Rassilon

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Rassilon
Doctor Who character
Glove of Rassilon.jpg
Timothy Dalton as Rassilon in The End of Time
First appearance The Five Doctors
Last appearance "Hell Bent"
Portrayed by
Information
Affiliated Time Lords
Species Gallifreyan
Home planet Gallifrey
Home era Time War

Rassilon is a fictional character in the British science fiction television series Doctor Who. In the backstory of the programme, he was the founder of Time Lord society on the planet Gallifrey and its first leader, as Lord High President.[1] After the original television series ended in 1989, Rassilon's character and history were developed in books and other media.

Character history[edit]

Within the universe of the television series, there are many contradictory legends about Rassilon. It is known that he developed the technology for time travel that made his people lords of time in the distant past together with his colleague Omega.[2] Omega, a stellar engineer, was presumed killed by the supernova that created the black hole later known as the Eye of Harmony, and Rassilon harnessed the nucleus of the black hole to provide the energy that powers time travel. Rassilon then took control of Gallifrey and became the first and, to date, only Lord High President, his successors taking the title Lord President.[3] The official history is that he was a benevolent ruler who ruled his people wisely. However, there are other accounts which paint Rassilon as an opportunistic, ambitious and cruel dictator who seized power in the wake of his friend's death (for which some suggest he may have been deliberately responsible), and ready to go take drastic measures to protect his people, nearly destroying all of time once.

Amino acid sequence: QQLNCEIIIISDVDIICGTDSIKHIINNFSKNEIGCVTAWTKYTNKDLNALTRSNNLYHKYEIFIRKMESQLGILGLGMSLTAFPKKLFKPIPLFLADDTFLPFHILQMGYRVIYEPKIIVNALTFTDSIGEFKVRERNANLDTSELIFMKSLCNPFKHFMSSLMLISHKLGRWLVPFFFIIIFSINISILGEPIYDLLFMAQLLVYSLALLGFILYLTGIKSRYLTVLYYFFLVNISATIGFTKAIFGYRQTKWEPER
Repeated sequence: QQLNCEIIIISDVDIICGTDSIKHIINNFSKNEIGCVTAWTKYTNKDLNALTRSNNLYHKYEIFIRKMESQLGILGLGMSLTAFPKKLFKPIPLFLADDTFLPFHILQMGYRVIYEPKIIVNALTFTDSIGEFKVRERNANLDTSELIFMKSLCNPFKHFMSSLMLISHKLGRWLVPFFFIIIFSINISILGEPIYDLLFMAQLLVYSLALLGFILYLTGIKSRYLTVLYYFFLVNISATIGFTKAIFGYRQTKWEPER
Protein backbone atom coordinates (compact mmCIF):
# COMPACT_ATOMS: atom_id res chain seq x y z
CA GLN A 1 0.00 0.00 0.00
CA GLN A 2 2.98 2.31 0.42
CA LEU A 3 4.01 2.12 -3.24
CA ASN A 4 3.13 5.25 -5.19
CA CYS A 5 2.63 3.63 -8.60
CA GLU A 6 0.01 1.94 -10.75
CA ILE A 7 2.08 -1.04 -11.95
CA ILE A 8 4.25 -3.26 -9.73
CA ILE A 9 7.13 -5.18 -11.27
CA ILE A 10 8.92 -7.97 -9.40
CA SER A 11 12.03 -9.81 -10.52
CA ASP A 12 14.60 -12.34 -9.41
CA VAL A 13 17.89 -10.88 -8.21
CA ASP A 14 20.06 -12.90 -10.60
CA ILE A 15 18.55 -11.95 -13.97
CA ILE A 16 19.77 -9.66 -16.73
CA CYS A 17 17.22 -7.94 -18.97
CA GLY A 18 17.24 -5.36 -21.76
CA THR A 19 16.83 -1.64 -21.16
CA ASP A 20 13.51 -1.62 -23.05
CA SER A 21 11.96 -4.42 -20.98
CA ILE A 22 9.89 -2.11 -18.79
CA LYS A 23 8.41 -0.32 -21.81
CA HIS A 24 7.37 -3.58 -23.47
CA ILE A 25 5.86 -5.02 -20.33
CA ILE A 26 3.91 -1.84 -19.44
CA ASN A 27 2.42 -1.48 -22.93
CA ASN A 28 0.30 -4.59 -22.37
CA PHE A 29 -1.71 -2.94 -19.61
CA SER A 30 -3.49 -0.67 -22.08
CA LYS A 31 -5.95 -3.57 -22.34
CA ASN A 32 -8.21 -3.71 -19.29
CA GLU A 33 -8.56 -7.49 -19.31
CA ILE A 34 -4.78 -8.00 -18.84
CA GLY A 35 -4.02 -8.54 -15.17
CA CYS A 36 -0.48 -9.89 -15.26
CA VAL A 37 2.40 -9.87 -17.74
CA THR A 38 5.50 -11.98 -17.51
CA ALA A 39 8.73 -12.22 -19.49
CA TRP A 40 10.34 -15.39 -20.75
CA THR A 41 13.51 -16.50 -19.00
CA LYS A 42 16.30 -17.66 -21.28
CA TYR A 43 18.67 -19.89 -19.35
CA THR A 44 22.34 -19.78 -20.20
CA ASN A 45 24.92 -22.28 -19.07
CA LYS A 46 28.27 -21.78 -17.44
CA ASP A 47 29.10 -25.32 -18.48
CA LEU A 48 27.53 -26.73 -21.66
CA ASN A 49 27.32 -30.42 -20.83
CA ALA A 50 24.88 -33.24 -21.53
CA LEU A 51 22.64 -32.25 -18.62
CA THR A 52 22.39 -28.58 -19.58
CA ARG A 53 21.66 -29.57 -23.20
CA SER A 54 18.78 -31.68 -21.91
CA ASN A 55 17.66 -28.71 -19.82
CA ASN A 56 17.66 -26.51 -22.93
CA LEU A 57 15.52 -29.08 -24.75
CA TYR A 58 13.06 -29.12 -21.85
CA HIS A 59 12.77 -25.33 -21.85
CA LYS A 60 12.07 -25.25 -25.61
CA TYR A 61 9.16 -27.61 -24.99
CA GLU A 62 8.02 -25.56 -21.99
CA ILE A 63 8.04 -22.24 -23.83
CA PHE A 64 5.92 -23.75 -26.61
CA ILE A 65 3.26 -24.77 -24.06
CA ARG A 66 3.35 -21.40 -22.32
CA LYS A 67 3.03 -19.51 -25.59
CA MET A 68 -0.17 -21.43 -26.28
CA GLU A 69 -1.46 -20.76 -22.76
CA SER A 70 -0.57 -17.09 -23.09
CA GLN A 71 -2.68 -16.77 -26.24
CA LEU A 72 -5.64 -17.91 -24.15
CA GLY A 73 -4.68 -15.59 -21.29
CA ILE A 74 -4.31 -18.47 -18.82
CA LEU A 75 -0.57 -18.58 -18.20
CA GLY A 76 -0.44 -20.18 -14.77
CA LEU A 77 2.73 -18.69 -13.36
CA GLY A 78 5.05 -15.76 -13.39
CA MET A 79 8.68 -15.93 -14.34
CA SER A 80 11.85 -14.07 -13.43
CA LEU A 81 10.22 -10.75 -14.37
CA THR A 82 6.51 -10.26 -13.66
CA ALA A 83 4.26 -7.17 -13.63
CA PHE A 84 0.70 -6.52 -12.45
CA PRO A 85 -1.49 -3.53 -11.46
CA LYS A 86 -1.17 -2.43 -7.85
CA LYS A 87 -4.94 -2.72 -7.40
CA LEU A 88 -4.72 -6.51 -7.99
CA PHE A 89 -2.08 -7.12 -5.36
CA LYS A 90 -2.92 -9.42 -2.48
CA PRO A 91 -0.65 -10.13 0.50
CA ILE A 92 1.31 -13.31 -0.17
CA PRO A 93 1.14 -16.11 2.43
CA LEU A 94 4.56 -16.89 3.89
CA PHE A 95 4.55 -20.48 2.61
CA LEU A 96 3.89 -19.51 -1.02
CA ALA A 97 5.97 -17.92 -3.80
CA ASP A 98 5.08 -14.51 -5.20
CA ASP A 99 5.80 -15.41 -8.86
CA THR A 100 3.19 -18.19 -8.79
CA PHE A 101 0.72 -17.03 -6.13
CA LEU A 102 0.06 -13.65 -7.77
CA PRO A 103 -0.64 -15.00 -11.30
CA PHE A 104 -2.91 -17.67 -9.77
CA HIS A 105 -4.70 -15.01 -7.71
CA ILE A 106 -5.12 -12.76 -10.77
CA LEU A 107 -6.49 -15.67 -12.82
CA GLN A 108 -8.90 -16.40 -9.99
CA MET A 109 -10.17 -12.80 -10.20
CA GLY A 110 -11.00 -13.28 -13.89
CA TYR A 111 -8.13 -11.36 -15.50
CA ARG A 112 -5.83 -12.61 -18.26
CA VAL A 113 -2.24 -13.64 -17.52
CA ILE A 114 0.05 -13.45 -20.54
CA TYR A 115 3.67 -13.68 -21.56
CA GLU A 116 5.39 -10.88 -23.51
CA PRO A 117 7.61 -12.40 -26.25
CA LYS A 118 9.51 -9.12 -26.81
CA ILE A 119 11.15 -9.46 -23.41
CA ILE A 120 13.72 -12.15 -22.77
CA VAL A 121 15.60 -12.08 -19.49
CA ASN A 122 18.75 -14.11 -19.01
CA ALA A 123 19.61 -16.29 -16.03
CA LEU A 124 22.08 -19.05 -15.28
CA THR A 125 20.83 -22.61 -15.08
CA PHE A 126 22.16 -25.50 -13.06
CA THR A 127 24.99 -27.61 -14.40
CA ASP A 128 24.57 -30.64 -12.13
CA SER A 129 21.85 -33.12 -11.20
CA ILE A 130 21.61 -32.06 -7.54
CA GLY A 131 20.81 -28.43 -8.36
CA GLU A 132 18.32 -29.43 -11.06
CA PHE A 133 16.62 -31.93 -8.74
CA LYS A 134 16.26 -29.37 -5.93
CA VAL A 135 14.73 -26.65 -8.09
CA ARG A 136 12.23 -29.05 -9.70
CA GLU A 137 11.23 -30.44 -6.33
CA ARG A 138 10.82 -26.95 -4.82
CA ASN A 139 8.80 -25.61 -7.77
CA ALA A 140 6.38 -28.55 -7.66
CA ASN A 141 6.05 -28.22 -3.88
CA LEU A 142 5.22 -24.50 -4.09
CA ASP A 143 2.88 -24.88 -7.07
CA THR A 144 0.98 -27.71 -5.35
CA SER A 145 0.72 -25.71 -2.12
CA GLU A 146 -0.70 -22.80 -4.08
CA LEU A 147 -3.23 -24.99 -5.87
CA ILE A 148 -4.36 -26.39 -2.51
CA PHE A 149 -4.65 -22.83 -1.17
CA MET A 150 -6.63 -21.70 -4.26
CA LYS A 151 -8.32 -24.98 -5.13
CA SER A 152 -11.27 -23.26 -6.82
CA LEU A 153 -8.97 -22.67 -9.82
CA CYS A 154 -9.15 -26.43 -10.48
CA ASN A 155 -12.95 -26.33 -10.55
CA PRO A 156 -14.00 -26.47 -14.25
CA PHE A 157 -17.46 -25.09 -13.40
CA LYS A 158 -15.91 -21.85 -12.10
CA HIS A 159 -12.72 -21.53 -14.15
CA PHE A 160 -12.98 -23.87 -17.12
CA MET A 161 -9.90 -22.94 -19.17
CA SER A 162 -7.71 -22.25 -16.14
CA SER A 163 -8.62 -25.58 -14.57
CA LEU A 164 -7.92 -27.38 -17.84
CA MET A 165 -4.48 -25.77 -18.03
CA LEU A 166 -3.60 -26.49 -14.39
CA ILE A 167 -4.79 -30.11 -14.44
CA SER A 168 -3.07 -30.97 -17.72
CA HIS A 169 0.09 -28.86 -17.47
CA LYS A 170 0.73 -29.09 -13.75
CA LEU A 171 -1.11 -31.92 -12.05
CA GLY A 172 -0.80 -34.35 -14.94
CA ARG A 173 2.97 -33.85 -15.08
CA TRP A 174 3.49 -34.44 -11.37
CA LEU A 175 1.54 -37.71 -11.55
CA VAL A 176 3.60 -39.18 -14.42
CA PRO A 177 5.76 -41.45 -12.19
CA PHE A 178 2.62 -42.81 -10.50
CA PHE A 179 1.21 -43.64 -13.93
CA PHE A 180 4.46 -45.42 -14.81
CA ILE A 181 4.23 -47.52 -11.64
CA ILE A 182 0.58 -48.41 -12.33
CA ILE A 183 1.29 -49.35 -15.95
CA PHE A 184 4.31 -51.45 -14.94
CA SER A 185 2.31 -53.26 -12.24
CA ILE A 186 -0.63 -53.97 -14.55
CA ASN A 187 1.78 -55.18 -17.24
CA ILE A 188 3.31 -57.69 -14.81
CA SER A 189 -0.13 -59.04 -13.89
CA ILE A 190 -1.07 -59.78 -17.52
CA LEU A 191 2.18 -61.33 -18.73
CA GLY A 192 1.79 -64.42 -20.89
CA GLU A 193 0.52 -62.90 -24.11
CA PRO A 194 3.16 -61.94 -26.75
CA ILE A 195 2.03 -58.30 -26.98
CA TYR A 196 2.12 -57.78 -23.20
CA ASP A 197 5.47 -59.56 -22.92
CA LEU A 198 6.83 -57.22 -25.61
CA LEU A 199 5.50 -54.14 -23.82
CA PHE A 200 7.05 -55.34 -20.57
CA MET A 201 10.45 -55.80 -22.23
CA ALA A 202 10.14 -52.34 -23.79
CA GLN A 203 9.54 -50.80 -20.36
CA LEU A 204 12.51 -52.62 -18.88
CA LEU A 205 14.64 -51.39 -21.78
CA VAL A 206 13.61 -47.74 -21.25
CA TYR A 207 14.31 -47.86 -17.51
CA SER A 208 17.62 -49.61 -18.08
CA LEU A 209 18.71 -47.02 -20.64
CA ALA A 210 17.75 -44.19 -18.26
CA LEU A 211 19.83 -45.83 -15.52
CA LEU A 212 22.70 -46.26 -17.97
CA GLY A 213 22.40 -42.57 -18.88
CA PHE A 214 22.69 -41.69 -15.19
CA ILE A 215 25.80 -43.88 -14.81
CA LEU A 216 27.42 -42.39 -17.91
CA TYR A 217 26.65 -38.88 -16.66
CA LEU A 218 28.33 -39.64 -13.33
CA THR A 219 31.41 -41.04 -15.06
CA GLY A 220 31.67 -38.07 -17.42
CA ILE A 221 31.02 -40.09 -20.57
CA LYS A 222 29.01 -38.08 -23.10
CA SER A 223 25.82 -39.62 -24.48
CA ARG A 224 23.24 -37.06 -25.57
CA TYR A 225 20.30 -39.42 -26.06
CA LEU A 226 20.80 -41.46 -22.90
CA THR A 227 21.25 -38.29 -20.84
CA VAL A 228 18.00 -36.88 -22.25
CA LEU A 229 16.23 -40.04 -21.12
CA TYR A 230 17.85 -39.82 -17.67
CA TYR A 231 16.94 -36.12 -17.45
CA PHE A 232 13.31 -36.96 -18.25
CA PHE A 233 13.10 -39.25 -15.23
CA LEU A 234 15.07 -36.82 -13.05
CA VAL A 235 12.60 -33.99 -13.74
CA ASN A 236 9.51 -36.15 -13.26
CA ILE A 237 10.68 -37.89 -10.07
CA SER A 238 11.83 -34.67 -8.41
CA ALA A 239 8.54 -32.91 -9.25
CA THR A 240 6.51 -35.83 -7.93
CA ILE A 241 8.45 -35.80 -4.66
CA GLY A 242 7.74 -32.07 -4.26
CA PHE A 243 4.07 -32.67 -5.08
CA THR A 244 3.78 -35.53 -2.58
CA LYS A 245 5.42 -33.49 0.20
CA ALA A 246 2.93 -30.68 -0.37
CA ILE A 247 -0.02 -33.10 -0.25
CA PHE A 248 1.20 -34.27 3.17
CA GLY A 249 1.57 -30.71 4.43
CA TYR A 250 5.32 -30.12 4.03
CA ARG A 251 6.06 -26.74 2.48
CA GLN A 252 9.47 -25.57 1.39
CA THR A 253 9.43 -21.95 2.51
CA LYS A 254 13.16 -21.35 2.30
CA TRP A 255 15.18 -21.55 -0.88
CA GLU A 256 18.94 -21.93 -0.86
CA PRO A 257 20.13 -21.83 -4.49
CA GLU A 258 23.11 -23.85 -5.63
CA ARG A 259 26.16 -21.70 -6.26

Rassilon's contributions to Time Lord culture and society were immense, and his name both reverberates and is honoured throughout Time Lord history. The Rassilon Imprimatur is the name given to the symbiotic nucleus of a Time Lord's cell structure which allows them to withstand the molecular stresses of time travel and grant them a link to their TARDIS time machines.[4]

Several other Time Lord artifacts named after him have a technological function, in addition to their ceremonial roles:

  • The Sash of Rassilon allows the wearer to be in close proximity to the singularity that is the Eye of Harmony, providing protection from the Eye's gravitational and energy forces, and preventing the wearer from being drawn across the event horizon of the captured black hole. Use of the Sash in this way is cited as having a regenerative effect upon the wearer.
  • The Crown of Rassilon (or matrix circlet) gives full access to the Matrix, providing a direct mental link to the computer network that serves as the repository of all Time Lord knowledge and their personality prints, captured at death in the Amplified Panatropic Computer (A.P.C net) that is a subsidiary part of the Matrix itself.
  • The Key of Rassilon allows physical access to the Matrix, for maintenance of this 'micro-universe' repository of Time Lord knowledge. Confusingly, this is a separate artifact from the so-called Great Key of Rassilon, that provides direct tapping of the near limitless energies of the Eye of Harmony, and is cited as a vital component part of the demat gun (a weapon of mass destruction); it is also hinted that this 'key' is essential to accessing the other relative dimensions in time, in The Invasion of Time.
  • The Rod of Rassilon (referred to as "the Great Key" in the Book of the Old Time in The Deadly Assassin) allows the user to physically access the containment/control apparatus of the Eye of Harmony itself, that was historically hidden beneath the Panopticon central dais.
  • The Coronet of Rassilon gives the user the ability to amplify and to project their own will to dominate others, but its effects can be defeated, if recognised, by a co-ordinated resistance of many minds.
  • The Harp of Rassilon is a musical key that unlocks a secret room within the High Council chambers. This hidden compartment held the controls for the Time Scoop—a rudimentary "time corridor" technology, used presumably before time travel was perfected by Rassilon after the installation of the Eye of Harmony on Gallifrey.